Remember how I said that there are two experiences to be had in 3D? Well, now that we’ve discussed the first, let’s talk about the second: the “Before the Window” effect. This is when the movie actually makes an effort to extend beyond the limitations of the screen and instead of having you enter the movie, has the movie enter your world. This is where Kung Fu Panda 2 being an action film comes in. Over the course of many fight sequences, the audience is constantly ducking and dodging kicks and punches that fly towards their face. The movie even has some fun with projectiles, as Lord Shen’s kung fu destroying weapon regularly firing into the crowd. But even beyond the action the movie finds ways to utilize this part of the 3D experience, finding elements in the environment – such as dust and snow – to blow into the theater. It never feels gimmicky or forced, but is quite beautiful.
Before The Window Score: 5/5
Welcome to the bane of 3D’s existence. Until technology advances to the point where we won’t have to wear glasses in the theater it’s a problem that we’re going to have to keep dealing with. While films may do their best to compensate, the truth is that we’re all still wearing sunglasses indoors which, in addition to making us all look like Corey-Heart-loving douchebags, negatively affects the experience. Unfortunately, this is where Kung Fu Panda 2 suffers the most. Playing with a dark color palette and featuring many scenes set at night, a good portion of the movie is made murky and dim due to the lenses. While not totally devastating, it certainly doesn’t do the film any favors.
Brightness Score: 2/5
The Glasses Off Test
Some of our more rebellious readers out there may have thought to themselves at one point, “Screw 3D, I’m not watching a movie through some stupid glasses!” Well, thinking this way could severely influence your ability to enjoy a quality 3D film. After all, those that take off their cheap plastic frames during a movie with high-quality 3D will notice that a great deal of the scene is made blurry by the technology. Typically, the more distortion you see this way, the more thorough the application. During Kung Fu Panda 2 I occasionally looked over the rim of the glasses and was amazed by what I saw. Every frame featured high levels of blurriness that made the film unwatchable without the specially-designed lenses.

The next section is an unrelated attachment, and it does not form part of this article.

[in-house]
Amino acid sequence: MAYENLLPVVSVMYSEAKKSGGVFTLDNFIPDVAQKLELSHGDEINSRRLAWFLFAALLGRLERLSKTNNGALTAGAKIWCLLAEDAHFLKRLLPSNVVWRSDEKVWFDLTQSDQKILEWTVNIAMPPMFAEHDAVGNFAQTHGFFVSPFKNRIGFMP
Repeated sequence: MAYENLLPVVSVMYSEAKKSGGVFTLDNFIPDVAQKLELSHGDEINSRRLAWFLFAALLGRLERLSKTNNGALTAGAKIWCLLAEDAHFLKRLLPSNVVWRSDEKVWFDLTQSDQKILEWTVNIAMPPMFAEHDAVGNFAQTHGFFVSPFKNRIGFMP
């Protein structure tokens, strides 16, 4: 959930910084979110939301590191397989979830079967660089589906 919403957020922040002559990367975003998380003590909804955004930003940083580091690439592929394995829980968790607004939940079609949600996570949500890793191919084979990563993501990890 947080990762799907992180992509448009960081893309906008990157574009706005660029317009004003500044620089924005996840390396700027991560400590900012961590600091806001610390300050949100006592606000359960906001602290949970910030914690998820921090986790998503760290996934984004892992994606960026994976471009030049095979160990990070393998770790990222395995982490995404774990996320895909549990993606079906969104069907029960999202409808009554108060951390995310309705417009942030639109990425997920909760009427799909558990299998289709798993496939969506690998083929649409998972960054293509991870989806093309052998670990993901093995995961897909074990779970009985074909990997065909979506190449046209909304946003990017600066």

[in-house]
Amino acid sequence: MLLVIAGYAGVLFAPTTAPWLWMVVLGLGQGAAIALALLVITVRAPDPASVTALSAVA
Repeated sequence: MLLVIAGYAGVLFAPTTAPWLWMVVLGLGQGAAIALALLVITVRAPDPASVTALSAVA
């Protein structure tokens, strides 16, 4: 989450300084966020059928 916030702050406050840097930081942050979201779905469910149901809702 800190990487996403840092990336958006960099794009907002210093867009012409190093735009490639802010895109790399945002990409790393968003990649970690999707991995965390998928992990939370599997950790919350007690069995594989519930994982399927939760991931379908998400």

Glasses Off Score: 5/5
Some people never get sick while watching 3D movies, others always get sick. Everyone reacts to the technology differently, so it’s a fairly hard category to nail down. Much of what causes motion sickness and headaches in 3D is the fact that some movies aren’t successful in guiding your eyes to the action, which leaves audience members searching for the focus point in the frame and getting disoriented. At no point during Kung Fu Panda 2 did I find this to be an issue, director Jennifer Yuh always successful in guiding your eye. I should also mention that I am a member of the unlucky group that is forced to wear 3D glasses over corrective lenses and I walked out of the theater with zero health complaints.
Health Score: 5/5
Will you see Kung Fu Panda 2 in 2D or 3D?
Final Verdict: In these kinds of tests 32 is a ridiculously high score, and, if you haven’t figured it out already, means that you should be seeing Kung Fu Panda 2 in 3D. The movie fully capitalizes on its animation advantage and is easily one of the best 3D movies that I’ve ever seen. Take the money that you didn’t waste on Pirates of the Caribbean: On Stranger Tides last week and spend it watching kick ass animals perform some wicked martial arts.
For more 3D analysis, visit our To 3D Or Not To 3D archive right here.